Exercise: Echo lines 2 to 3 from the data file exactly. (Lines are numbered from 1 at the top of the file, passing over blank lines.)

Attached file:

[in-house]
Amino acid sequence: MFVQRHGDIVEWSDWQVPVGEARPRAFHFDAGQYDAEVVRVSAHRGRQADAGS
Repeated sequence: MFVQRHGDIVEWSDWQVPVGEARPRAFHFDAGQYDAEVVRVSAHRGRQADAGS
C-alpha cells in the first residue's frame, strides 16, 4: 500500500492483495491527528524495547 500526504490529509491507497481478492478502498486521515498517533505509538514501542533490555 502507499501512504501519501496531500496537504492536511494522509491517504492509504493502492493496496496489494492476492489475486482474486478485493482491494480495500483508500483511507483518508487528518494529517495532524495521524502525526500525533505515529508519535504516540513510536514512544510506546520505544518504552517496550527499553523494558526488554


Amino acid sequence: MFVQRHGDIVEWSDWQVPVGEARPRAFHFDAGQYDAEVVRVSAHRGRQADAGS
Repeated sequence: MFVQRHGDIVEWSDWQVPVGEARPRAFHFDAGQYDAEVVRVSAHRGRQADAGS